Case Commentary

Personal Injuries — Court disallows Plaintiff to run industrial accident claim on version of events which only emerged on first day of trial

The Court of First Instance rejected the Plaintiff’s attempt to rely on an account of the accident that was never disclosed until the first day of trial. The Court also found him to be an incredible and unreliable witness. 

Angbuhhang Netra Jang v Laing O’rourke Construction Hong Kong Ltd and Others

Reference:     [2020] HKCFI 2928
Court:        Court of First Instance
Before:       Hon Lisa Wong J in Court
Dates of Judgment:   20 November 2020
Appearance:   Simon Wong, instructed by Kennedys, for the successful Defendants


The Court of First Instance rejected the Plaintiff’s attempt to rely on an account of the accident that was never disclosed until the first day of trial. After reviewing the evidence including the Plaintiff’s performance under cross-examination by Simon Wong, counsel for the successful Defendants, the Court also found him to be an incredible and unreliable witness. The Plaintiff’s claim was dismissed with costs.


The Plaintiff claimed damages for injuries he suffered when he was assisting in the loading of bundles of steel re-bars onto a truck mounted with a crane. According to his pleaded case, the bundle of re-bars lost balance and his fingers got trapped inside and squashed by it.

On the first day of the trial, a significantly different version of events emerged in the Plaintiff’s written opening submissions. He claimed that while the bundles were being lifted, a vehicle was moving towards the truck-mounted crane with no sign of stopping. To avert a potential collision, he used his bare hands to divert the bundle of re-bars away from the oncoming vehicle; since the crane jerked at the same time, his hands got caught between the re-bars.

Plaintiff’s credibility as witness

The Honourable Madam Justice Lisa Wong set out the Court’s approach to assessing a witness’s evidence on any issue: in addition to observing his demeanour in the witness stand, the Court tested his testimony by asking whether it is inherently plausible or implausible and whether it is, in a material way, contradicted by any other evidence that is undisputed or indisputable, if any (see §3 of the Court’s Judgment).  

Overall, the Court did not find the Plaintiff a credible witness, noting that he was “guarded, defensive and sometimes argumentative” and often evaded perfectly legitimate questions under cross-examination by counsel for the Defendants. Furthermore, the Plaintiff’s evidence was internally inconsistent and contradicted by contemporaneous documents.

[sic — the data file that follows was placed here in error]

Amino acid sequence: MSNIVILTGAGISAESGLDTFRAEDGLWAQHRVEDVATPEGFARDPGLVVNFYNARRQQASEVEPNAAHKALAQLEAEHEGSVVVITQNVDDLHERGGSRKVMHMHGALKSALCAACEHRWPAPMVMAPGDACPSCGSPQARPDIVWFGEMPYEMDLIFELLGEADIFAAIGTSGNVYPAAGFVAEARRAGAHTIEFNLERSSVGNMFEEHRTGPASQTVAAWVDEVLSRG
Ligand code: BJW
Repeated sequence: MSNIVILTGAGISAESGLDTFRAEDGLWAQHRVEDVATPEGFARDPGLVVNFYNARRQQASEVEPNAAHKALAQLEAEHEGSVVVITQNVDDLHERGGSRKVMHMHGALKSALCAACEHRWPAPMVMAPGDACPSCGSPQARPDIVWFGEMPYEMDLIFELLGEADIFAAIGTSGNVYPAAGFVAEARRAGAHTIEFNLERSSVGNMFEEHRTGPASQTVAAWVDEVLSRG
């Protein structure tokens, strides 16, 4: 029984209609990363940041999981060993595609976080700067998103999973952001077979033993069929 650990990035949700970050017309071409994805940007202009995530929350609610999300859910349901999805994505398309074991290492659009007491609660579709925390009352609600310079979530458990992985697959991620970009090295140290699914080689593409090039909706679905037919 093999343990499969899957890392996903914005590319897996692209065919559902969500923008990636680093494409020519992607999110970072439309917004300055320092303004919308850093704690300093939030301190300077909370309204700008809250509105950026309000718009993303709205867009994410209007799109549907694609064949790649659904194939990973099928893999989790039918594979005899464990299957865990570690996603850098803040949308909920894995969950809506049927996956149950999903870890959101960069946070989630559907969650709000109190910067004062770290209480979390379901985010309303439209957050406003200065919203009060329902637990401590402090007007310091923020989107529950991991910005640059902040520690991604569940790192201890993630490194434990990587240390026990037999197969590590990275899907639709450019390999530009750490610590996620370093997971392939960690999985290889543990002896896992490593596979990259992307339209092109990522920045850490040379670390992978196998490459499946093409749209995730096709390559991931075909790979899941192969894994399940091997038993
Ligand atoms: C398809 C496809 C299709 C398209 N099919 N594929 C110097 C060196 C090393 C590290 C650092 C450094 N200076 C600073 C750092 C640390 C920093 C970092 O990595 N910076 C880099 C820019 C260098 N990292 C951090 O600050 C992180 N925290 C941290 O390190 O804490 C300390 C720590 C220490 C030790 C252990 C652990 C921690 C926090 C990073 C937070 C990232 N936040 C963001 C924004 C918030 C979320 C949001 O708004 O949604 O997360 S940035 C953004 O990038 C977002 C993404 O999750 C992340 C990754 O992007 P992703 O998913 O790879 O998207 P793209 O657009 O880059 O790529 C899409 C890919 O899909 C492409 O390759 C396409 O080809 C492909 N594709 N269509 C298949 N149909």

New case advanced by Plaintiff – whether allowed and credible

The Court disallowed the Plaintiff to run a case on liability based on the new version of the accident which he sought to advance on the first day of the trial. Although due accommodation would be accorded to unrepresented litigants, the Court stressed that there is no licence for unfair treatment of the represented opposite party: see §42 of the Court’s Judgment.

The learned Judge cited Ribeiro PJ in Mak Kang Hoi v Ho Yuk Wah David (2007) 10 HKCFAR 552, who said at paragraph 102:

“However, industrial accident cases often raise the pleading point more clearly than others. If the accident is not shown to have taken place in the way or at the place alleged usually the plaintiff must fail.”

In the present case, the Court noted that the manner in which the accident happened was expanded and added to so much that the complexion of the case on liability has altogether changed; however, this case is worse in that the Plaintiff sought, but failed to establish an accident that had taken place in a manner different from that alleged on pleading (§§7 and 56 of the Court’s Judgment).

In any event, the Court found the Plaintiff’s new account to be incredible anyway for various reasons, including its inconsistency with other objective evidence.

Court’s rulings on liability and quantum

The Court dismissed the Plaintiff’s claim on liability. Although it was unnecessary to deal with quantum, the learned Judge was convinced that the Plaintiff has manifestly exaggerated his case on quantum in multiple aspects, including the physical injuries he sustained and his earnings at the time of the accident.

The Plaintiff was ordered to pay the Defendants’ costs of this action on a party and party basis.

Simon Wong


Simon was called to the Bar in 2007 and has built a solid practice specialising in personal injury litigation and commercial dispute resolution. He has been instructed in more than 400 personal injury and medical negligence cases, with extensive experience in representing claimants as well as defendants. He has been acting for numerous insurance companies and other private companies including KMB.

Disclaimer: This article does not constitute legal advice and seeks to set out the general principles of the law. Detailed advice should therefore be sought from a legal professional relating to the individual merits and facts of a particular case.